REPORT THIS POST AS INAPPROPRIATE |  Date Sep. 16 2022 15:47:07
 
Ricardo

Posts: 13523
Joined: Dec. 14 2004
From: Washington DC

RE: **Learning CANTE together** (in reply to orsonw

quote:

ORIGINAL: orsonw

quote:

The exception was Maria, who luckly sings in the soprano range in E phrygian and octave high, so the melody looks great on paper. The first cante is like Joaquin but she goes higher, and the repeat is almost like Serneta 1. An interesting mix of the two style IMO, and I guess there will be arguments there. The second I would say Andonda 1. Obviously those are the only real Soleá styles in the second video.


Thanks for your reply. I will focus on Maria Vargas. Hopefully at some point I will be able understand/recognise the more common solea cante melodies. Although I realise there are always variations with each singer and no definitive blue print version of each style.


There are specifics about the delivery of La Serneta, for example, only singing the first line then waiting a compas before delivering both together, but I am thinking those details are about orthodoxy and remove the improvisational aspects that are allowed for any singer that knows what they are doing. But that is one reason I think it best to argue that she is intending Joaquin 1 Alcala style with the first letra. It is just she hits the B note above A which is not typical. Serneta actually has to go up to C, first AND second line, so that’s I why I felt she was sort of in the middle of the two styles.

The chords are unaffected, although years ago, Romerito argued that some singers hit a G natural instead of G# and that signaled guitar players to go for G major as proper accompaniment of Joaquin 1. In my experience that is literally a flat note (a mistake, unintentional) and the guitar should stick to the Am first chord move. So in that sense, for what to understand, the basic chord progression is the same for both styles, and the resolution phrase happens whether the singer sings A_AB or ABAB. So nearly all styles of 4-line verses use Am E Am E, G-C E, G-C E. And nearly all 3 line verses use Am, G-C E, G-C E. And Joaquin 3 you missed in the other topic is unique, Am-E, E-Am, G-C E, (G-C E).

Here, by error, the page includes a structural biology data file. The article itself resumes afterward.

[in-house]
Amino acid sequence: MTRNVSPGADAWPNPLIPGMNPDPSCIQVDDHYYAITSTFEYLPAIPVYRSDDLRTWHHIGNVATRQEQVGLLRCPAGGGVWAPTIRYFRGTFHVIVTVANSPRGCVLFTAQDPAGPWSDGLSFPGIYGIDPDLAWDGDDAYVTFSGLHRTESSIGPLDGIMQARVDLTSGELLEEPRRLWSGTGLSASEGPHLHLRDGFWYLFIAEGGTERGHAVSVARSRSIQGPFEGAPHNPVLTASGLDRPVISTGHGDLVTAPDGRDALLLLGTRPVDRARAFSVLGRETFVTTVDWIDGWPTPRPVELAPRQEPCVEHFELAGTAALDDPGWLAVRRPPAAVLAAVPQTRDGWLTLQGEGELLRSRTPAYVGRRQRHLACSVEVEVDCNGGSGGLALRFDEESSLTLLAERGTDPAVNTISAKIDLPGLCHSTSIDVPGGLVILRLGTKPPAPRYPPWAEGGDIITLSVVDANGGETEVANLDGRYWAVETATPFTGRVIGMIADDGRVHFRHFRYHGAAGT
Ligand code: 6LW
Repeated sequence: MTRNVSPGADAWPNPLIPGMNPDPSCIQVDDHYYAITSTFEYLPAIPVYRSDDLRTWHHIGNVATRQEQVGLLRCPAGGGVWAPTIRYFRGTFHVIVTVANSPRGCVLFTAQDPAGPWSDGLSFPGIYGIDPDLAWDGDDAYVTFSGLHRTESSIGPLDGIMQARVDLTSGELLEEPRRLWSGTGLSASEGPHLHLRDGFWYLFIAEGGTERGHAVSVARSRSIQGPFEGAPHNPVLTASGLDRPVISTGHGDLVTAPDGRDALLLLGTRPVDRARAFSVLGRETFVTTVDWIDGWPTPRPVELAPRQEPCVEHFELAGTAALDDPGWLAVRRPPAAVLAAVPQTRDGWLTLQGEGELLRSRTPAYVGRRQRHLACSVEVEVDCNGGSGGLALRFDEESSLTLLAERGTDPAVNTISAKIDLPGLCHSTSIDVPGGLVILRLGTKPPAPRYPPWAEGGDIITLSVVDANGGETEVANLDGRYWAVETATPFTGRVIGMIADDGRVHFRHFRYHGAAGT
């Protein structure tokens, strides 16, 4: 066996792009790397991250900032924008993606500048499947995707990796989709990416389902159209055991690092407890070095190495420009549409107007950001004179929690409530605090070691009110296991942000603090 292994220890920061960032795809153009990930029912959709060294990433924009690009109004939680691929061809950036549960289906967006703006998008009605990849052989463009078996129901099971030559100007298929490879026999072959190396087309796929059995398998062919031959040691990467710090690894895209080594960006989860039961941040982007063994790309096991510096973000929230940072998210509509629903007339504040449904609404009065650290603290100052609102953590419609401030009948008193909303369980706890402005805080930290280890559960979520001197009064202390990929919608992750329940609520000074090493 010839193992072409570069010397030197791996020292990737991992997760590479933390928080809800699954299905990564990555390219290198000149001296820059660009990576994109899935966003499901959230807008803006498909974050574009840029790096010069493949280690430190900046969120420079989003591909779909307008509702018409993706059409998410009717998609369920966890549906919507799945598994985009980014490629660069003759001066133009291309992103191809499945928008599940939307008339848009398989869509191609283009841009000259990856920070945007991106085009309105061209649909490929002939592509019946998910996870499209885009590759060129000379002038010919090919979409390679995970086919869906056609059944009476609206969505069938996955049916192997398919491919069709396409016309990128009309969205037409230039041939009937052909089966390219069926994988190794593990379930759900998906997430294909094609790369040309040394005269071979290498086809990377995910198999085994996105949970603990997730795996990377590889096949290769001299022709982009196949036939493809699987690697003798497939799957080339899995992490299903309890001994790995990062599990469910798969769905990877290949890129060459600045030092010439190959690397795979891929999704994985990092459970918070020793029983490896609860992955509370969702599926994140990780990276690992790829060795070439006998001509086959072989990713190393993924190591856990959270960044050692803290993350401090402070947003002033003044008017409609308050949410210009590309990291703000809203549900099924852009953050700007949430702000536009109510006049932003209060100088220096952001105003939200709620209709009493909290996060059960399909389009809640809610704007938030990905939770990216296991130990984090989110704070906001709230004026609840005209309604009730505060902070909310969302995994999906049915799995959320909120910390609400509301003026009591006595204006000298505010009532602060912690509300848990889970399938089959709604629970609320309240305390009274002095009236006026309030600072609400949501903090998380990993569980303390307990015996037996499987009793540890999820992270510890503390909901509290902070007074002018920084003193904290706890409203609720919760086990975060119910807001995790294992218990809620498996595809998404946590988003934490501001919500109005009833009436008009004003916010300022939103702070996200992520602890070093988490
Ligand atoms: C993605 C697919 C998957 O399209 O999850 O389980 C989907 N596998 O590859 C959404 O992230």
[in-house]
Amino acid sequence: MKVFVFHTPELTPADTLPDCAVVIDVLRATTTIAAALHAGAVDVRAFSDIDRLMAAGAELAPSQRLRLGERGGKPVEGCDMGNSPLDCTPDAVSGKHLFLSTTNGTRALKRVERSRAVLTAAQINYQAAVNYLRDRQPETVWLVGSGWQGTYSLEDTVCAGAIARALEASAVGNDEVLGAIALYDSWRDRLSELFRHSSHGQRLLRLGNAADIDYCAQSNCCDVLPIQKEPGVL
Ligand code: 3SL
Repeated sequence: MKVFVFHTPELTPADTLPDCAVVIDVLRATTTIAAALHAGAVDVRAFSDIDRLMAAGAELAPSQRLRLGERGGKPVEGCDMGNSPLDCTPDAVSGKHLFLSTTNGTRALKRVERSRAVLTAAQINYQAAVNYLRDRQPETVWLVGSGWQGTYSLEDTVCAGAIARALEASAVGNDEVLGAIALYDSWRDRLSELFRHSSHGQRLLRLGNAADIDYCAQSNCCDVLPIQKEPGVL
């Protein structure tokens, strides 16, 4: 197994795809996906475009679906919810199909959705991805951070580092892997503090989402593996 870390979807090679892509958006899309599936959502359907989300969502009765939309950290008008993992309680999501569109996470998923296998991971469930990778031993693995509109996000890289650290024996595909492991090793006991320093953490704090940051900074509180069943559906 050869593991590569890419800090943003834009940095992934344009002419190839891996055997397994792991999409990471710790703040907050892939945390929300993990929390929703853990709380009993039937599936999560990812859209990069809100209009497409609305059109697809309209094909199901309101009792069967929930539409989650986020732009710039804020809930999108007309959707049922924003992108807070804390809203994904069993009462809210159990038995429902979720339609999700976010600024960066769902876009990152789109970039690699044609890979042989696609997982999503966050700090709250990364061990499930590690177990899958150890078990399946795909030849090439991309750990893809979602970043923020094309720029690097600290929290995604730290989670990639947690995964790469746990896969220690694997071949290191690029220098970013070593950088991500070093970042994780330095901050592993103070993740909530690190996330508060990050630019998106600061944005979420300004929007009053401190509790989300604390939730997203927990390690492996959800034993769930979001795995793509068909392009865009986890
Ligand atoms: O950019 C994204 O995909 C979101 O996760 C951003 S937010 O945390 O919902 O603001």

_____________________________

CD's and transcriptions available here:
www.ricardomarlow.com
  REPORT THIS POST AS INAPPROPRIATE |  Date Sep. 17 2022 15:33:25
 
mark indigo

 

Posts: 3402
Joined: Dec. 5 2007
 

RE: **Learning CANTE together** (in reply to Ricardo

quote:

Excellent stuff. I saw that guy before but I like those transcriptions. The only issue is he should transpose them to the key the guitar plays in (at least) or for simplicity everything in E Phrygian (no sharps or flats for comparative ease at grasping likes and differences). I am assuming he transcribed the stuff himself, and if so, it was very well done.

do they really sing all those notes? no wonder i can't sing along!

i have always found it easier to catch and hear the melodies of letras when they are sung by a dance teacher or accompanying guitarist than when the cantaor/a comes in and sings it properly, I guess they are singing a simpler, less ornate version of the basic melody? I'm not talking about the "box" structure thing, but the actual melodic line itself.

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  REPORT THIS POST AS INAPPROPRIATE |  Date Sep. 20 2022 14:45:01